What is Vibrio diseases ?

Vibrios are gram-negative, curved, rod-shaped bacteria that are natural inhabitants of the marine environment and estuarine waters. Due to their flexible physiology, vibrios can persist in a variety of aquatic ecosystems where they interact with different biotic and abiotic surfaces. In particular, it has been demonstrated that plankton organisms, mainly copepods, host a large population of bacteria and seem to represent a plausible aquatic reservoir of V. cholerae and other vibrios.
Pathogenic vibrios cause 3 major syndromes of clinical illness : gastroenteritis, wound infections, and septicemia. The most common clinical presentation of Vibrio infection is self-limited gastroenteritis ; many cases of Vibrio-associated gastroenteritis are substantially underrecognized because vibrios are not readily identified in routine stool cultures.
Epidemiologic data suggest that the majority of vibrios infections are foodborne and associated with consumption of raw or undercooked shellfish. Other infections derived from exposure of wounds to warm seawater. Patients with liver disease are at particularly high risk for significant morbidity and mortality associated with these infections.

The Vibrio species of most medical significance include Vibrio cholerae, Vibrio vulnificus, and Vibrio parahaemolyticus although there are at least 12 pathogenic Vibrio species recognized to cause human illness. Early detection and initiation of treatment of these infections are very important, particularly for cholera and invasive Vibrio infections, because these may rapidly progress to death. There is an increasing evidence supporting the role of halophylic vibrios as both human pathogens and a reservoir of Vibrio virulence genes.

Vibrio cholerae is often found in the aquatic environment and is part of the normal flora of brackish water and estuaries. It is often associated with algal blooms (plankton) which are influenced by the temperature of the water. Human beings are also one of the reservoirs of the pathogenic form of Vibrio cholerae. More recently, other substrates sustaining adhesion of vibrios have been identified such as marine plants and chironomid eggs. It is important to distinguish the toxin-producing V. cholerae O1 and O139 from the non-toxin-producing V. cholerae. The former give rise to cholera disease, which is mainly known from developing countries, whereas the latter may be found in seawater and can lead to infection, e.g. with the skin as the portal of entry.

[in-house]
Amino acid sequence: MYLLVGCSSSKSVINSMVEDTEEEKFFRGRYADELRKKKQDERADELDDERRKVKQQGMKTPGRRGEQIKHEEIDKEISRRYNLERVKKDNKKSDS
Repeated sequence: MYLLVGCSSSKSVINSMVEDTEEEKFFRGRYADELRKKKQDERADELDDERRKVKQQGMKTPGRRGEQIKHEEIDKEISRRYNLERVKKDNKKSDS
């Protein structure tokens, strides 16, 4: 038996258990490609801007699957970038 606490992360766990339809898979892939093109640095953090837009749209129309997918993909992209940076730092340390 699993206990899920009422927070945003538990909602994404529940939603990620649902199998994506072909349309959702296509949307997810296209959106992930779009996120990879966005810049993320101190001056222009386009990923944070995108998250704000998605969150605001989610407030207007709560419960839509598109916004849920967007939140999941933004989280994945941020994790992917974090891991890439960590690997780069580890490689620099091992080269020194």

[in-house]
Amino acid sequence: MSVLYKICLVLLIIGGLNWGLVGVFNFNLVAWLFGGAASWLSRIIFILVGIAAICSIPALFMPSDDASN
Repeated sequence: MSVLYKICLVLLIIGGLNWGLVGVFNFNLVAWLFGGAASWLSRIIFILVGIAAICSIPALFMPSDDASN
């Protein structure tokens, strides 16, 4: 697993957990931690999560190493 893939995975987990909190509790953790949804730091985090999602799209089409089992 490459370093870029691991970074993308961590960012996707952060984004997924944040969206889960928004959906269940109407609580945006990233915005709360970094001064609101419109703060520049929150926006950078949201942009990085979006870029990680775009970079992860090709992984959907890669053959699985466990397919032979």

Other pathogenic vibrios species.

Vibrio vulnificus is a bacterium in the same family as those that cause cholera. It normally lives in warm seawater and is part of a group of vibrios that are called "halophilic" because they require salt to grow. V. vulnificus can cause disease in those who eat contaminated seafood or have an open wound that is exposed to seawater. Among healthy people, ingestion of V. vulnificus can cause vomiting, diarrhea, and abdominal pain. In immunocompromised persons, particularly those with chronic liver disease, V. vulnificus can infect the bloodstream, causing a severe and life-threatening illness characterized by fever and chills, decreased blood pressure (septic shock), and blistering skin lesions. V. vulnificus bloodstream infections are fatal about 50% of the time.
V. vulnificus can also cause an infection of the skin when open wounds are exposed to warm seawater ; these infections may lead to skin breakdown and ulceration. Persons who are immunocompromised are at higher risk for invasion of the organism into the bloodstream and potentially fatal complications. Infections are seasonal : over 85% occur between May and October.

Vibrio parahaemolyticus lives in brackish saltwater and causes gastrointestinal illness in humans. V. parahaemolyticus naturally inhabits coastal waters and is present in higher concentrations during summer ; it is a halophilic, or salt-requiring organism. When ingested, V. parahaemolyticus causes watery diarrhea often with abdominal cramping, nausea, vomiting fever and chills. Usually these symptoms occur within 24 hours of ingestion. Illness is usually self-limited and lasts 3 days. Severe disease is rare and occurs more commonly in persons with weakened immune systems. Most people become infected by eating raw or undercooked shellfish, particularly oysters. V. parahaemolyticus can also cause an infection of the skin when an open wound is exposed to warm seawater.